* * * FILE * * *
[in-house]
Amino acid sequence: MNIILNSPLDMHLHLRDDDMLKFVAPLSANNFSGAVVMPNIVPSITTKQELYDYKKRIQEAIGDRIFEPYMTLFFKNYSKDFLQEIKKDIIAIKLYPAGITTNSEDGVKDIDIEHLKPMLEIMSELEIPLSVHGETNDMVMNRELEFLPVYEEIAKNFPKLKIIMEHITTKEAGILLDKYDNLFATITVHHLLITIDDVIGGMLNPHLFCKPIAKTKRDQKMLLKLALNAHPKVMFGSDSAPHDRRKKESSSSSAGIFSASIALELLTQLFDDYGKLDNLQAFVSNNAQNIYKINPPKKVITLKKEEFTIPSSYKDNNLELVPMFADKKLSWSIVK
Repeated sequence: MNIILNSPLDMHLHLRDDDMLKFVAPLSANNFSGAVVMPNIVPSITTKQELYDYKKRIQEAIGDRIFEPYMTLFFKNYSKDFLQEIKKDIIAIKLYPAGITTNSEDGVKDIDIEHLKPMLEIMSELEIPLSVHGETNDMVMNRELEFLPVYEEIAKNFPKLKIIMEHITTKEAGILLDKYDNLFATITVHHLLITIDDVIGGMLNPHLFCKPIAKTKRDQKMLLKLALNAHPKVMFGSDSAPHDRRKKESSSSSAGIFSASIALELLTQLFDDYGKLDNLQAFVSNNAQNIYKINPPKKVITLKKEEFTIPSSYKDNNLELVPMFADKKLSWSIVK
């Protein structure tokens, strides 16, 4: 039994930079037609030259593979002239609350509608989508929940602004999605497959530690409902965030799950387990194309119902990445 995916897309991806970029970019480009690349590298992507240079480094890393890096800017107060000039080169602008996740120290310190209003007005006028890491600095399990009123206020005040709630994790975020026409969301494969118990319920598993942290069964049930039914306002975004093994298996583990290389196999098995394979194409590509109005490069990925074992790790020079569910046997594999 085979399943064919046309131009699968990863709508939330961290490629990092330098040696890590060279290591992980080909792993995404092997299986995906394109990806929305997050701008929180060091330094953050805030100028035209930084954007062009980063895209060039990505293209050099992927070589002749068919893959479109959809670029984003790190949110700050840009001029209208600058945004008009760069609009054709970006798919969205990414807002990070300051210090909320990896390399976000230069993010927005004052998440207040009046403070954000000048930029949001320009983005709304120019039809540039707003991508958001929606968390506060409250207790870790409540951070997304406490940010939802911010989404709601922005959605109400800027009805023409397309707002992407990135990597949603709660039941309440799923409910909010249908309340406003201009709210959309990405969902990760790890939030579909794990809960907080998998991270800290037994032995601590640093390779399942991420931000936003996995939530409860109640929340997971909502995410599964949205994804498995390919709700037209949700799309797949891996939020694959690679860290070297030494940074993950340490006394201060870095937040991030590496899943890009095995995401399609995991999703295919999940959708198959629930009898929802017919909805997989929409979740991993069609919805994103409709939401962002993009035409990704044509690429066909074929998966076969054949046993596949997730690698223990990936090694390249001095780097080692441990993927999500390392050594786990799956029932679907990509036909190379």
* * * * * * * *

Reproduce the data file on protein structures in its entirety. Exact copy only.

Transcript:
[in-house]
Amino acid sequence: MNIILNSPLDMHLHLRDDDMLKFVAPLSANNFSGAVVMPNIVPSITTKQELYDYKKRIQEAIGDRIFEPYMTLFFKNYSKDFLQEIKKDIIAIKLYPAGITTNSEDGVKDIDIEHLKPMLEIMSELEIPLSVHGETNDMVMNRELEFLPVYEEIAKNFPKLKIIMEHITTKEAGILLDKYDNLFATITVHHLLITIDDVIGGMLNPHLFCKPIAKTKRDQKMLLKLALNAHPKVMFGSDSAPHDRRKKESSSSSAGIFSASIALELLTQLFDDYGKLDNLQAFVSNNAQNIYKINPPKKVITLKKEEFTIPSSYKDNNLELVPMFADKKLSWSIVK
Repeated sequence: MNIILNSPLDMHLHLRDDDMLKFVAPLSANNFSGAVVMPNIVPSITTKQELYDYKKRIQEAIGDRIFEPYMTLFFKNYSKDFLQEIKKDIIAIKLYPAGITTNSEDGVKDIDIEHLKPMLEIMSELEIPLSVHGETNDMVMNRELEFLPVYEEIAKNFPKLKIIMEHITTKEAGILLDKYDNLFATITVHHLLITIDDVIGGMLNPHLFCKPIAKTKRDQKMLLKLALNAHPKVMFGSDSAPHDRRKKESSSSSAGIFSASIALELLTQLFDDYGKLDNLQAFVSNNAQNIYKINPPKKVITLKKEEFTIPSSYKDNNLELVPMFADKKLSWSIVK
């Protein structure tokens, strides 16, 4: 039994930079037609030259593979002239609350509608989508929940602004999605497959530690409902965030799950387990194309119902990445 995916897309991806970029970019480009690349590298992507240079480094890393890096800017107060000039080169602008996740120290310190209003007005006028890491600095399990009123206020005040709630994790975020026409969301494969118990319920598993942290069964049930039914306002975004093994298996583990290389196999098995394979194409590509109005490069990925074992790790020079569910046997594999 085979399943064919046309131009699968990863709508939330961290490629990092330098040696890590060279290591992980080909792993995404092997299986995906394109990806929305997050701008929180060091330094953050805030100028035209930084954007062009980063895209060039990505293209050099992927070589002749068919893959479109959809670029984003790190949110700050840009001029209208600058945004008009760069609009054709970006798919969205990414807002990070300051210090909320990896390399976000230069993010927005004052998440207040009046403070954000000048930029949001320009983005709304120019039809540039707003991508958001929606968390506060409250207790870790409540951070997304406490940010939802911010989404709601922005959605109400800027009805023409397309707002992407990135990597949603709660039941309440799923409910909010249908309340406003201009709210959309990405969902990760790890939030579909794990809960907080998998991270800290037994032995601590640093390779399942991420931000936003996995939530409860109640929340997971909502995410599964949205994804498995390919709700037209949700799309797949891996939020694959690679860290070297030494940074993950340490006394201060870095937040991030590496899943890009095995995401399609995991999703295919999940959708198959629930009898929802017919909805997989929409979740991993069609919805994103409709939401962002993009035409990704044509690429066909074929998966076969054949046993596949997730690698223990990936090694390249001095780097080692441990993927999500390392050594786990799956029932679907990509036909190379």